March 30

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James Respondek

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How to win a bidding war for a home in Los Angeles

Couple second key to new home with hand in heart symbol

It’s no secret that many aspire to live and own a home in Los Angeles. With its balmy climate, stellar lifestyle offerings, and proximity to both land- and water-based recreation, it’s truly a complete package.

As a result, there is a high demand for residential properties across the city– and a housing inventory that is struggling to keep up. It’s not uncommon for multiple homebuyers and real estate investors to compete for a single property. This triggers a bidding war, where the best and often highest offer wins.

So– how do you win a bidding war and is it possible to avoid it altogether?


Home sellers are more likely to recognize if a bidding war is about to brew, with signs such as early interest before listing and buyers inquiring about who else has offered. Identifying the signs is trickier if you are the buyer, which is why it’s highly recommended to work with a real estate agent.

Real estate agents often run in each other’s networks if they’re not already part of the same teams or brokerages. Your agent may be able to hear through the grapevine if the home you want to buy is already receiving a lot of attention and inquiries. The following situations can also indicate that a bidding war is about to break out:

  1. The property is listed for a lower price: Sellers often use this pricing strategy in hopes of selling their home for a higher amount. Sometimes, it works so well that a bidding war occurs.
  2. “Coming soon” listings: Another method for some sellers to generate more interest for their property is by marketing it as “coming soon” instead of outright putting it on the market. It can also be a real indication that the seller has already received multiple inquiries and is preparing to accept bids.
  3. Back-to-back tours: Sellers – or their agents – booking multiple home tours in a day doesn’t automatically mean a bidding war is imminent, but it’s an obvious sign that you’re not the only one interested in the property.
  4. There is a deadline on offers: Another sign that can point to a bidding war is if the seller has imposed a deadline on offers. It creates a sense of urgency among homebuyers, causing some of them to offer amounts above the asking price and, eventually, snowball into a bidding war.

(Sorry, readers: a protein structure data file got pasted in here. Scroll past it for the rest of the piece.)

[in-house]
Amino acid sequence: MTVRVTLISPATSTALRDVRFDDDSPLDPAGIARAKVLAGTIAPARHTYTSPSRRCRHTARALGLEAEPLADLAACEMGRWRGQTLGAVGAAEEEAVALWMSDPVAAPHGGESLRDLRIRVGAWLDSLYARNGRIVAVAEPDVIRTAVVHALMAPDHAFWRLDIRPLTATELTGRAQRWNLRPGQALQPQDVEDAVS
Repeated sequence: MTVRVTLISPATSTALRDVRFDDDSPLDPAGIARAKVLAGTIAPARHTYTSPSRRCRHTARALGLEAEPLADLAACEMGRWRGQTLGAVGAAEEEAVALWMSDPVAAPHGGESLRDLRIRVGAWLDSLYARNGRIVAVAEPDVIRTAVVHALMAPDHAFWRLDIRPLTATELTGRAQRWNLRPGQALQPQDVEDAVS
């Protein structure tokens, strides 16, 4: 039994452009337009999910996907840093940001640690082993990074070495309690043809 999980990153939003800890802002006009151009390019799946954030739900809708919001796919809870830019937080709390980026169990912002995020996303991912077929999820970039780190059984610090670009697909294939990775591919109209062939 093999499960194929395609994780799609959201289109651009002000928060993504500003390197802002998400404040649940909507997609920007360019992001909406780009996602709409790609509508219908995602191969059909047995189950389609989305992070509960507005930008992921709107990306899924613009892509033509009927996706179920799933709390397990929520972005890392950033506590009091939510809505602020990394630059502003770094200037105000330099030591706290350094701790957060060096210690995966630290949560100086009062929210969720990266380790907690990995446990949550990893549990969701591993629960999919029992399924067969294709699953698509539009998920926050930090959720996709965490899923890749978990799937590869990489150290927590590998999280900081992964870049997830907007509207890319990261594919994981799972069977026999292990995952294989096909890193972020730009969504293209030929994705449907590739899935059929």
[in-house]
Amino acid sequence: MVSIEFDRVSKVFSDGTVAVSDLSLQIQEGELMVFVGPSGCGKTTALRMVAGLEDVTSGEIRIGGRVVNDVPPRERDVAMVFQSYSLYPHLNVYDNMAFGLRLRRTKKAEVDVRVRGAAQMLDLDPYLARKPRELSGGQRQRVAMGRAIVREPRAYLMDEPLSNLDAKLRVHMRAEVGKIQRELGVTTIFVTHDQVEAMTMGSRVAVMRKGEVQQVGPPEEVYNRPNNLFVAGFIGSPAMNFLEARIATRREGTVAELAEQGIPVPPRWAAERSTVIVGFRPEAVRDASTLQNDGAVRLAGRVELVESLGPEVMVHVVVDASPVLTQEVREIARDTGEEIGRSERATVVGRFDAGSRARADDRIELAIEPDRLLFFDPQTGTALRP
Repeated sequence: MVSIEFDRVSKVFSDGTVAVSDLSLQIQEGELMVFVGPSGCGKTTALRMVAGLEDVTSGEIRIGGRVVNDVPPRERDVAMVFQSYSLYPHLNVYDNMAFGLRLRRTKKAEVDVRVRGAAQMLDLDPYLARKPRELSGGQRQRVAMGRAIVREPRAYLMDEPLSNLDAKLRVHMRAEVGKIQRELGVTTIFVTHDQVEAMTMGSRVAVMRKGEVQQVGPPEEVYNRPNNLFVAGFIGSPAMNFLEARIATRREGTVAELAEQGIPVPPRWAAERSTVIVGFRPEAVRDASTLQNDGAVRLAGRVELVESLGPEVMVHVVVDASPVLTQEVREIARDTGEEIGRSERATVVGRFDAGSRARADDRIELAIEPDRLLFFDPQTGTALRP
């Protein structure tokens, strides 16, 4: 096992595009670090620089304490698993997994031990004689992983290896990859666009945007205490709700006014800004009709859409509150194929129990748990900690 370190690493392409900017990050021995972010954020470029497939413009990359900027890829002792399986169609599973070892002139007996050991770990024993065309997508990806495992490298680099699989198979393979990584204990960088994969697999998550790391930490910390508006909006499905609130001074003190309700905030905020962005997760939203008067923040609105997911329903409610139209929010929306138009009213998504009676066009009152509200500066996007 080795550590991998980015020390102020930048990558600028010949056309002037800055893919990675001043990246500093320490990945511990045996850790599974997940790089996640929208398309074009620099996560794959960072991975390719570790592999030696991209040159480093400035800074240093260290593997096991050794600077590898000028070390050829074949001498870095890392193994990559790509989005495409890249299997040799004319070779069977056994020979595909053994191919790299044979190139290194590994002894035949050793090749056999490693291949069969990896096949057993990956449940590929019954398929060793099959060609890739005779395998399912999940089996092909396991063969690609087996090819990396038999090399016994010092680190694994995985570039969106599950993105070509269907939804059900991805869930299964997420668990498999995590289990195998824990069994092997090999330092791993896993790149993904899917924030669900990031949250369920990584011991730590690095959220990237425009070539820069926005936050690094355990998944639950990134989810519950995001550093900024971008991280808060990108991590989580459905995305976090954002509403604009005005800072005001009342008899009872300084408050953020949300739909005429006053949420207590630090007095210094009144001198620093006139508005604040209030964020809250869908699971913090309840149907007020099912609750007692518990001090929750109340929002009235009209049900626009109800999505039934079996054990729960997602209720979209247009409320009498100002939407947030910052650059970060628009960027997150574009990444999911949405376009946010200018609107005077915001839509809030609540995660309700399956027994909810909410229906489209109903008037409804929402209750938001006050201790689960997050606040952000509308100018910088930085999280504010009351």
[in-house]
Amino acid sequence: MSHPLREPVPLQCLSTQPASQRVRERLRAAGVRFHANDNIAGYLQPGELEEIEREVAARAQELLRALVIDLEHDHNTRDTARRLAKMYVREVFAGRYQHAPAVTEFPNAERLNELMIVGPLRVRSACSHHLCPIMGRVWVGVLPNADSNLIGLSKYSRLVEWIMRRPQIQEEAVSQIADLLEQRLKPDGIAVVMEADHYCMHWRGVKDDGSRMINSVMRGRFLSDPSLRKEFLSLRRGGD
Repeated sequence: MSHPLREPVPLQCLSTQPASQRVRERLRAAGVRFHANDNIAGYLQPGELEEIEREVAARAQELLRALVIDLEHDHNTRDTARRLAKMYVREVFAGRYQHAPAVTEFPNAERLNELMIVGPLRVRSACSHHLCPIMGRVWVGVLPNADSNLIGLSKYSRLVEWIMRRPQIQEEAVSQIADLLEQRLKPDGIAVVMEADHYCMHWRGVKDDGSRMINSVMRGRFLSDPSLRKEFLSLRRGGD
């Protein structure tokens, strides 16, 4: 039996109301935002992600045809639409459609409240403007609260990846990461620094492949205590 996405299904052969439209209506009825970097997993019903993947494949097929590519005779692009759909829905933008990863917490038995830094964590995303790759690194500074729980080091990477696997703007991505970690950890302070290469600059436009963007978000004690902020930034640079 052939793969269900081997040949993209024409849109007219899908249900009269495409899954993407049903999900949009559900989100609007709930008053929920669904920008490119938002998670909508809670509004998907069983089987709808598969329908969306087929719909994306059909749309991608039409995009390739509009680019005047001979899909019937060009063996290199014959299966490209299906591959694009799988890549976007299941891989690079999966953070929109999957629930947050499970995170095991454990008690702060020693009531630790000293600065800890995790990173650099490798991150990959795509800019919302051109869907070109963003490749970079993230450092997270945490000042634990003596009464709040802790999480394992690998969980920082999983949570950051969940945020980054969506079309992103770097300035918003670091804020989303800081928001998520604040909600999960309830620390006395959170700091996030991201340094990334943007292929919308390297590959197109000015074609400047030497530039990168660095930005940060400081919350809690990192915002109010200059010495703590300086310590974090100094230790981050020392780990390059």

Can you avoid a bidding war?

Yes, absolutely. Bidding wars can result in protracted homebuying experiences where buyers can also find themselves paying significantly for overpriced homes. It can be stressful and, in the end, the house might not even be worth it.

But some factors, including the interest your dream home is generating, are beyond your control. If you want to avoid a bidding war altogether and secure that Los Angeles home without having to deal with competition, here are several things you can do:

  1. Make sure you’re financially ready: Before you hit the Los Angeles real estate market, your finances should already be in order. Pre-qualification? Done. Pre-approval letter from your preferred lender? Secured. Proof of financial capacity and other documentation if you’re making an all-cash offer? In an envelope and ready to be handed to the seller’s agent for review.
  2. Keep your ears open: When it comes to buying a home in a market like Los Angeles, it pays to be a little more aggressive with your search efforts. Instead of relying on online listings to scope what’s in the market, listen to community news and even updates from people you know. You might find various opportunities to seal an off-market deal when you keep tabs on your personal network. (Your agent does this, too!)
  3. Make your first offer your best offer: A healthy– and realistic– perspective to take on when buying a home in Los Angeles is to assume that you only have a single chance to impress a seller with your offer. Go all out: set a good price, waive certain contingencies to fast-track the sale, offer more earnest money, and include an escalation clause, among other things.

If a home you’d like to buy is already in the middle of a bidding war, it may be in your best interest to skip it and search for another property. In this scenario, you are already a latecomer and the price has already been driven up. While you can try your luck, you will already be paying for an overpriced home.

Luxury living in California


What if a bidding war is simply unavoidable? Here are several tactics to help you win that dream home.

Learn everything you can about the seller

Sellers have their own priorities in mind when listing their home on the market. They could be operating on a tight schedule or need some flexibility when it comes to move-in dates. Some prefer all-cash offers, others want to close the sale as soon as possible. There are also sellers who could care less about prices, but would like to pass on their homes to those who will love it as much as they did– or still do.

So, before you put together an offer, identify the type of seller you’re dealing with, their motivations behind selling, and what they would like to get out of the sale. This can be tricky especially if the seller is private, in which case you can entrust the task to your agent.

Use the information as parameters when putting together your offer– or don’t. Such details, after all, can also help you decide whether you would like to pursue the property.

Be ready with your pre-approval letter

Just like in normal circumstances, a mortgage pre-approval can be your ticket to home-buying success. It shows the seller that you’ve done your work and have already been vetted by your bank or preferred lender. Basically, having mortgage pre-approval shows that you are halfway done to securing a loan.